case has been examined using histological
techniques (Marks, 1984). The age-specific
pattern of periostitis at Cedar Grove confirms the identification of congenital and acquired venereal syphilis in this population,
and congenital syphilis is reflected in both
high stillbirths and high neonatal mortality
(Rose, 1989).
We examined dental casts from Cedar
Grove a d discwered Moon’s molars and canine abnormalities resembling those in NP
54 in a Cedar Grove female aged 30-39
years (Burial 94). Rose (1985:114) noted
that these molars were abnormal in size and
shape but attributed the changes to the regional effects of agenesis. A second adult, a
male aged 35-39 years (Burial 891, has
notched and somewhat contracted upper
central incisors and canines reminiscent of
the changes seen in congenital syphilis. The
upper first molars appear normal, but both
lower first molars are missing antemortern.
Rose (1985:109) notes that this individual
had generalized periostitis. He presents tuberculosis as a diagnosis, but we might suggest syphilis instead or in addition. A female
30-39 years of age (Burial 47; see illustration in Rose, 1985:78) shows modifications
of both the upper central incisors and the
first molars that suggest congenital syphilis
(Rose, 1985:78). Cranial lesions in this individual that Rose attributes to porotic hyperostosis may reflect syphilitic periostitis. If
four of the 80 individuals recovered at Cedar
Grove show signs of congenital syphilis, a
minimum figure for frequency in this population at birth is 5%. This is roughly comparable to what we observed in the Newton
Plantation series. This figure is, of course,
subject to the constraints of survivorship,
frequency of dental defects, and loss of affected teeth that we have discussed previously and suggests to us an underlying frequency at birth of 15% or more. We
underscore Rose’s (1985:154) comments on
congenital syphilis as an aspect of disease
load and infant mortality in this community,
and we suggest that syphilis may be even
more important than Rose proposes. This
overview of three U.S. African-American
samples suggests that presence or absence
of congenital syphilis may account for much
of the variability in health and mortality
seen among nineteenth century AfricanAmerican populations.
An exercise in simulating the infant mortality due to congenital syphilis at Newton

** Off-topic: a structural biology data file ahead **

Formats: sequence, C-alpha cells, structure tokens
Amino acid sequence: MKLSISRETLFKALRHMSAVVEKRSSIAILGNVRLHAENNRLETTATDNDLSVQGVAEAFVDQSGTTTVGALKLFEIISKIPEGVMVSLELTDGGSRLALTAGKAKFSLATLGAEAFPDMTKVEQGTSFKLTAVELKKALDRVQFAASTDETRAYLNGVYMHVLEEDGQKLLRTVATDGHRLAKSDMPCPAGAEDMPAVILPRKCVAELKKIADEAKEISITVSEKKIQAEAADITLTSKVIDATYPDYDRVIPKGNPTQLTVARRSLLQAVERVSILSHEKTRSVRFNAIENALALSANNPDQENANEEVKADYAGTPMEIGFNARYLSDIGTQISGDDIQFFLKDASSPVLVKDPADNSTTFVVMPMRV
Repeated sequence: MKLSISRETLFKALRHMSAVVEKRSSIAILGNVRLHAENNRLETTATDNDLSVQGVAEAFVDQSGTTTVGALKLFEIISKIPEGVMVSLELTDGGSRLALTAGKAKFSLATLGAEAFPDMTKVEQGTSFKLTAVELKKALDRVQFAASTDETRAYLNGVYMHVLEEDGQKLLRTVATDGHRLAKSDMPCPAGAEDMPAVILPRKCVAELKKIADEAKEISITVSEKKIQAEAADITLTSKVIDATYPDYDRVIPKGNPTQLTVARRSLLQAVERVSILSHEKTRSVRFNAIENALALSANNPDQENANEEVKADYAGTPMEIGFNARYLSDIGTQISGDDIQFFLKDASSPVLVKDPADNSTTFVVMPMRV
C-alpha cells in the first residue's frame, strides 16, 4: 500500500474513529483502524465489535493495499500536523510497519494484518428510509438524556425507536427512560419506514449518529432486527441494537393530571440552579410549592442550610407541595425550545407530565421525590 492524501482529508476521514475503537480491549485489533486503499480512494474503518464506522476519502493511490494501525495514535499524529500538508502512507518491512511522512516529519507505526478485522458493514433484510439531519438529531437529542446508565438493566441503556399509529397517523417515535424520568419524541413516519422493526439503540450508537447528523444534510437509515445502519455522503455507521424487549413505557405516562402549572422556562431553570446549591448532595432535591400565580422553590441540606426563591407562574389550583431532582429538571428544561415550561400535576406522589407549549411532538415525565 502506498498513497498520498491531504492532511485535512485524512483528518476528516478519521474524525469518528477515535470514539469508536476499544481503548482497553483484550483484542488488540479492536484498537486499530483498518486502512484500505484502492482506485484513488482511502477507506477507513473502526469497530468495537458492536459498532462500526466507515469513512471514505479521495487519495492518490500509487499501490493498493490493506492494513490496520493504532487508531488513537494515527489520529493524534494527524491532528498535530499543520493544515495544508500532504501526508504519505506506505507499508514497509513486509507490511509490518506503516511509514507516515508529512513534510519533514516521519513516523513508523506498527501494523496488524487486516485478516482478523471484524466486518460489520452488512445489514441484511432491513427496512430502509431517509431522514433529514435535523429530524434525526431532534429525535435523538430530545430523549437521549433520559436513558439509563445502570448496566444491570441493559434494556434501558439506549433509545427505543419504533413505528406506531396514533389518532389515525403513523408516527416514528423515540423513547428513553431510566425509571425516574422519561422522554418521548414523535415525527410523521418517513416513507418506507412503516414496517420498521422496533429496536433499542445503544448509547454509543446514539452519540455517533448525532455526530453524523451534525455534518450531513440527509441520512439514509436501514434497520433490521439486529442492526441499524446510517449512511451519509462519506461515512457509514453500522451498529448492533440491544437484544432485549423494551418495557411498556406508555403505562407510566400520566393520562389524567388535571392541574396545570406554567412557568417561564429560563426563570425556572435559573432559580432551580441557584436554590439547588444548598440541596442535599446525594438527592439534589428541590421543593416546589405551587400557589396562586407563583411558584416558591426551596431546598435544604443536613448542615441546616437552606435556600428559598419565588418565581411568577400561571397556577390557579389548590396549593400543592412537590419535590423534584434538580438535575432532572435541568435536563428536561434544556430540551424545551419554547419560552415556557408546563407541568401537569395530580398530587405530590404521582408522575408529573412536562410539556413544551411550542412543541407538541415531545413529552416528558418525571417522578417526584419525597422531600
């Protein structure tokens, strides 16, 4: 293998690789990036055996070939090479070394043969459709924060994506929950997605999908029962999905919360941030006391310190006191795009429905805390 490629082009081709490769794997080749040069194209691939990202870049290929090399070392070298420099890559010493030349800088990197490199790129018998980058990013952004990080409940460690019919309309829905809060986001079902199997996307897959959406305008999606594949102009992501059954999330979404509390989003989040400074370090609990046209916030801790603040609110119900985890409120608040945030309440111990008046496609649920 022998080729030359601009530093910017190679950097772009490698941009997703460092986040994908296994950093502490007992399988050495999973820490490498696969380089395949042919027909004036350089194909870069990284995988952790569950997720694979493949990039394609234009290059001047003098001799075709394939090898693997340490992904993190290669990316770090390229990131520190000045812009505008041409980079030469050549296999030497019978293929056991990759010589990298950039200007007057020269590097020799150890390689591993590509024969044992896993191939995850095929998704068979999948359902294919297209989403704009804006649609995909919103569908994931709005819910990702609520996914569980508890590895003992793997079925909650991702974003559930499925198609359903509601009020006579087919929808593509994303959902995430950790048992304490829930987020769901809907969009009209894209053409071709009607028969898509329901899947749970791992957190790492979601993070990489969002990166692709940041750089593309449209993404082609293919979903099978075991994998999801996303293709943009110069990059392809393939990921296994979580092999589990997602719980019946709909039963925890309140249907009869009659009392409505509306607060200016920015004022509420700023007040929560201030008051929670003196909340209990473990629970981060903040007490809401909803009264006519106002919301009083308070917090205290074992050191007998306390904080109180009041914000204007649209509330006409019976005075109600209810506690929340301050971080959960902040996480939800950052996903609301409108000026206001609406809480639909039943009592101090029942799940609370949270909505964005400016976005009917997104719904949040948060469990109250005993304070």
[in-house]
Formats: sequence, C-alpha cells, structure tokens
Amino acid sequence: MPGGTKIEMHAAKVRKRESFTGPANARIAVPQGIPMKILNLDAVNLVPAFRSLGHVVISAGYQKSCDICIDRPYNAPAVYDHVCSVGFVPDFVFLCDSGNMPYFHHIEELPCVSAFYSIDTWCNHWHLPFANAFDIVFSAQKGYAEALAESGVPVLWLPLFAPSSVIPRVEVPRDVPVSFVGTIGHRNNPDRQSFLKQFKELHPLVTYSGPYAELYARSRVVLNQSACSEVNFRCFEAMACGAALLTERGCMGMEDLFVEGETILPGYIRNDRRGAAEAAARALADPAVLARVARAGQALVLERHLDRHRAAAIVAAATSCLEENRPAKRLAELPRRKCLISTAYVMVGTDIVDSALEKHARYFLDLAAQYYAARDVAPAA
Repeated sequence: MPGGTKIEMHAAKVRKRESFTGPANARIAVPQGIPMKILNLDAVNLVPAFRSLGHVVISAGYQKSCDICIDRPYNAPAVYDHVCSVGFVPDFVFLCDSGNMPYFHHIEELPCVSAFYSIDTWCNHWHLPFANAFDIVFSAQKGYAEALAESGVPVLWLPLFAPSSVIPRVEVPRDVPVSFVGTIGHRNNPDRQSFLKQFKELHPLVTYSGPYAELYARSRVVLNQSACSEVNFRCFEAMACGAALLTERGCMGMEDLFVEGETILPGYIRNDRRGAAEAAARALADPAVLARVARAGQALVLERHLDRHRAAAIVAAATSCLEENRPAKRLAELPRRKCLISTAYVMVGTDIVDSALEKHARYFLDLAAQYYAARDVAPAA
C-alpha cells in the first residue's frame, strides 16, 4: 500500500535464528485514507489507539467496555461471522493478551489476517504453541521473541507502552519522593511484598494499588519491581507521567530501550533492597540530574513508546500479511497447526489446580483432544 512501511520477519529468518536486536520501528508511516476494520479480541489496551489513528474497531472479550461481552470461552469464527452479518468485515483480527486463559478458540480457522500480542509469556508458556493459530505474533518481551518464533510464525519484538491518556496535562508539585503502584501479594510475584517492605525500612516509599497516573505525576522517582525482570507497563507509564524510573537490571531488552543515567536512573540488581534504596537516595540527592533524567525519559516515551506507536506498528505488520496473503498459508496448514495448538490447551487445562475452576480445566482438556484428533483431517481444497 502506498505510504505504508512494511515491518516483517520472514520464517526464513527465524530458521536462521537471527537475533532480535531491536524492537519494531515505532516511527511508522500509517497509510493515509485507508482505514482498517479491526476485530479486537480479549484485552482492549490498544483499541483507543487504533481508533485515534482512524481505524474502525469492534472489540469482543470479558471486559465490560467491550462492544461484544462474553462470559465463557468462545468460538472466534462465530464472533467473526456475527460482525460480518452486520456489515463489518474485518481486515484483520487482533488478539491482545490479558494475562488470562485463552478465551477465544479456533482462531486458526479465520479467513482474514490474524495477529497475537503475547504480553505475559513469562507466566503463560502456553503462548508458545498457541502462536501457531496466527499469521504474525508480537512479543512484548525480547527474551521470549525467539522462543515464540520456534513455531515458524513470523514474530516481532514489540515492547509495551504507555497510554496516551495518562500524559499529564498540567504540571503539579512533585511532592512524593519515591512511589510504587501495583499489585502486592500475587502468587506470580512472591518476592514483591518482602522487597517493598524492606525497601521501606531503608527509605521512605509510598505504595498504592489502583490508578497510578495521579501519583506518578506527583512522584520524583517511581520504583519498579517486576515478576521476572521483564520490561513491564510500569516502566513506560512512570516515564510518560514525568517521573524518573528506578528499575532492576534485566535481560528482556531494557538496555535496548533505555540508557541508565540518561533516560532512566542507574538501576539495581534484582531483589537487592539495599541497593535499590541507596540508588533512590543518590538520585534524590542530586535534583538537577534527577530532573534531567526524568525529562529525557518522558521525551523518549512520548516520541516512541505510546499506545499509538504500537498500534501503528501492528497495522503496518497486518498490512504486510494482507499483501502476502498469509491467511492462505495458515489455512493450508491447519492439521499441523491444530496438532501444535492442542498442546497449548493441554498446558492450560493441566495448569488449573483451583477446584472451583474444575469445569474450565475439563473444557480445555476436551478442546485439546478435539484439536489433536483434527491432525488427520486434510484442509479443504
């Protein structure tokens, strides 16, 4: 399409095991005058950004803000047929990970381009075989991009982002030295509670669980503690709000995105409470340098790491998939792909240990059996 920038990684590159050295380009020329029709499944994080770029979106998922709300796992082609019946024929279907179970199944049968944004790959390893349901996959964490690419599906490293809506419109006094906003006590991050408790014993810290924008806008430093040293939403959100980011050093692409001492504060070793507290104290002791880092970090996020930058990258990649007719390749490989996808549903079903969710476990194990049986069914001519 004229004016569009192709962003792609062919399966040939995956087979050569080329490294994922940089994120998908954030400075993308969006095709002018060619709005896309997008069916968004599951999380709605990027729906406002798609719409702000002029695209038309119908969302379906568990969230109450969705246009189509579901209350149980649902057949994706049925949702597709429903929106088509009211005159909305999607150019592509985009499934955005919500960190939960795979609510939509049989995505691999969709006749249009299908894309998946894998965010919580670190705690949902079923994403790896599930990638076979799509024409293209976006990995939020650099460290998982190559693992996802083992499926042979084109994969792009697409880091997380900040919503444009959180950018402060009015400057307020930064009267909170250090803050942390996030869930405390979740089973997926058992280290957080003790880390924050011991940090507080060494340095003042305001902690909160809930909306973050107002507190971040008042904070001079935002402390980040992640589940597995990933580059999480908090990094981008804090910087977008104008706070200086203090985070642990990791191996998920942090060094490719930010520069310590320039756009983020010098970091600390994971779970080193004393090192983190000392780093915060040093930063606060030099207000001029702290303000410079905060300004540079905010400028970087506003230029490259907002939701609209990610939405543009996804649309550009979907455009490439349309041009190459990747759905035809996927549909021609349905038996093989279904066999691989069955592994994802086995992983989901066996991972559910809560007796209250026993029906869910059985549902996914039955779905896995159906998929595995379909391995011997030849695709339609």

Plantation may be instructive here. We have
argued that congenital syphilis was present
in 10% of the scorable remains recovered
from this site. If we assume a 50% neonatal
mortality rate from congenital syphilis
(Moore, 19411, a conservative ssl-lmptioa
given the conditions of slave life, then another nine individuals will have died of congenital syphilis as infants. Only 16 infant
deaths are registered in the Newton Plantation records (Handler and Lange, 1978:99).
Higman (1984:658) reports age-specific
death rates for age groups 0 4 years of
29-50 per 1,000. Infant mortality among
Caribbean slaves is little known but may
have been as high as 50% and was especially
severe during the first month of life (Kiple,
198454, 112-114). Although both our
sources of data on Newton Plantation
clearly display underrecording, the mortality we expect from congenital syphilis
clearly more than accounts for the infant
deaths for which we have records in this
We return to the question with which we
began this paper: Why has congenital syphilis been recognized so infrequently by paleopathologists? A major obstacle has surely
been the lack of appropriate published examples in our literature and the rather
skimpy illustration in the clinical literature,
much of it old and obscure. We hope that this
paper helps to remedy these impediments.
We look forward to reports of other examples that show the dental characteristics of
congenital syphilis: reduced dimensions and
thin enamel in the permanent incisors and
first molars, crowding and infolding of the
first molar cusps, notching of the upper incisors, and apical hypoplasias of the canines.
We thank Jerome C. Rose, Ted A. Rathbun, and the late J. Lawrence Angel for allowing us to examine the collections in their
care. This research was supported in part by
grants from the National Science Foundation and the Wenner-Gren Foundation for
Anthropological Research and by contract
DACW 29-81-C-0059 from the New Orleans
Office of the U.S. Army Corps of Engineers.
Ronald R. Royce illuminated our discussion
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Rose made helpful comments on the manuscript. Dolores Schroeder of the Department
of Medical Sciences assisted u s in translating the passage from Pfluger. Brad Johnson
of the Department of Biology, Indiana University, aided us in producing the SEM images.